She was only a few days old, and I scooped her up and ran to the house. We poured betadyne over her wound (the bone had broken through) I found a stick about the right length, and some stretch wrap and Larry and I fixed her up for the time. She never cried out, she never fought back, and she hobbled off to her concerned mama and took a long drink.

That night when we got home, Larry made some proper splits out of some aluminum material we had laying around.  We wrapped them up proper, and resplinted her leg. In two weeks, we took those off and resplinted, to make sure they were aligned properly as her legs grew. I realized that of all the bones that could have broken, those on her lower leg were the easiest for us to splint, and a leg she could stand to not use for a little while with little impact. Her mama was patient, since she moved a little slower than her big brother. And mama never went to far from her, even if the rest of the herd was elsewhere. All that fresh milk (and calcium) from mom would help that bone grow together. After 4 weeks, we resplinted again, and saw the the wound had healed and her leg seemed to be fused together. We gave her another 2 weeks and removed the splint for good.

She's had the splint off for several weeks now, and we see that she is using that leg again. Not as well as the other, I think she's got some atrophy to get over, and maybe some of her own lack of confidence that her leg is OK. It's not misshapen, she never got an infection, and she's running around, keeping up with her brother.

Our take aways here, firstly, are to always check the stall doors before we close them. Secondly, we are thankful for all our first aid training from back in the day when we were lifeguards. I've had to use those skills more often than I wish I needed them (CPR on a rugby player, was my most recent use of those skills. Wish I didn't have to do that). But so glad we had a willing patient, and were able to fix her up. It's been such a strange spring with weird animal issues, and so happy that for the most part, we have happy endings. I'll see if I can get some pictures of our little patient, but at the time, we didn't take any, as caring for her was more important than a kodak moment. But I'll try to post a happy picture of her with her healed up leg later.  Thanks for reading, folks!

OK, here she is. The leg in question is the rear, right leg, facing us in the photo.. I'm really proud of her progress here.  This is Cersei. I love her white tail!

Saturday, May 14, 2016

Hatching Update

We are hatching up a storm this year. My incubator is filled with turkey eggs. There are 244 eggs in there right now, with another 41 in the hatching tray. My inside brooders are filled to the brim, my outside brooder has a few birds in it, and we have already taken some to their forever outside home with the big birds.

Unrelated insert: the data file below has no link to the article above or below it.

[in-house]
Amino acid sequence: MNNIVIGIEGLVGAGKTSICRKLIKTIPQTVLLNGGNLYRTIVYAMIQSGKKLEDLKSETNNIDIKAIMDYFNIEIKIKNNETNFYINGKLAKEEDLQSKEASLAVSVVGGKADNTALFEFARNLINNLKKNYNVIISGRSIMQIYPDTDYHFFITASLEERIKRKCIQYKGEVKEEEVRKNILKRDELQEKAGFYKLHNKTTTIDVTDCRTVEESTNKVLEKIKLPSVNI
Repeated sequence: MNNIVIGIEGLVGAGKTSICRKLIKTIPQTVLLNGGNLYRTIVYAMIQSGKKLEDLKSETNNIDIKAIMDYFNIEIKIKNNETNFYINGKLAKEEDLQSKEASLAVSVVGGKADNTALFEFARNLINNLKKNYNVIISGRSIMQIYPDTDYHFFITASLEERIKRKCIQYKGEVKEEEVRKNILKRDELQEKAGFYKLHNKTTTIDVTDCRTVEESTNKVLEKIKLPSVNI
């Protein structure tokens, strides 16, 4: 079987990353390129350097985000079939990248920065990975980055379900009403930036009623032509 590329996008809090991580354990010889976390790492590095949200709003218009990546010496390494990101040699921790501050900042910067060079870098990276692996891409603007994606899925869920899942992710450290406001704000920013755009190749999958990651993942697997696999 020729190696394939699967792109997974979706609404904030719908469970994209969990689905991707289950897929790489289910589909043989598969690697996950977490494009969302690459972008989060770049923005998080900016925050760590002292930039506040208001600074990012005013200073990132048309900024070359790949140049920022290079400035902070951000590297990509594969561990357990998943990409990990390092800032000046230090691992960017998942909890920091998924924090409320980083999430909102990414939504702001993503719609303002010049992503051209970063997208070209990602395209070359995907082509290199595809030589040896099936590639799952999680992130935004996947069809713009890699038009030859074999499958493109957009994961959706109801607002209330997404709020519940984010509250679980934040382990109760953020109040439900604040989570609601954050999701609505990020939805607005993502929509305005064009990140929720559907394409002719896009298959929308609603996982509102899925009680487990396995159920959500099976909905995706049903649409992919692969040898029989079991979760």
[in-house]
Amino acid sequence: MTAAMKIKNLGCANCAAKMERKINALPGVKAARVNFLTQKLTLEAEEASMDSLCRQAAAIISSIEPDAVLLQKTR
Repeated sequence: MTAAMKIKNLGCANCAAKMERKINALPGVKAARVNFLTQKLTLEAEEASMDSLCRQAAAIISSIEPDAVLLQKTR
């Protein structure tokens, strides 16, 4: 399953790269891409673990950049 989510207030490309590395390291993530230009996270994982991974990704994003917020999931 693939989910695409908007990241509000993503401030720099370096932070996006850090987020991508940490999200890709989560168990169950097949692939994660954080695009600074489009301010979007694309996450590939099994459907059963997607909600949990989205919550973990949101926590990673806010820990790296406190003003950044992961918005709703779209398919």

My hatching rates are way up this year, as are my fertility rates. I'm not sure what made the big change but I was even super successful at hatching ducklings. I ever have been in the past!

Here's some stats...

My chicken fertility rate was 85%, and hatch rate was 90%.  That fertility rate was lowered, as I discovered my Speckled Sussex rooster would not fertilize his Speckled Sussex ladies, but instead, took a liking to a couple of Rhode Island Reds. I have a few mixed breed chickens out there now.

My ducks this year had a fertility rate of 85%, and hatch rate of 72%. Keep in mind, in past years, these numbers were in the 20s and 30s. AMAZING. And my drake, what a trooper!

For the turkeys, so far, I have a fertility rate of 91% and a hatch rate of 86%. Best year ever. I also have the most hens to lay this year, so I have more eggs than I can get into my incubator, there's a several day wait period before they can even get in. 

Now let's look at the numbers.  I sold about 300 chicks last year, so I thought I would try that again. I hatched about 100 chicks this spring. I didn't sell very many, so I've got a solid start on my replacement flock, as well as some meat roosters for the fall.

For ducklings, I hatched 87 ducklings! Wow, I did sell a few. And Aside from Paddles, most of the drakes will be sold as meat in the fall.

Now, onto the turkeys. that incubator is going to run until they stop laying mid-summer. So far we have hatched 210 turkey poults. HOLY MOLY.  I may start selling them soon, and we have lost a few along the way. Turkey poults are way more fragile than ducklings and chicks.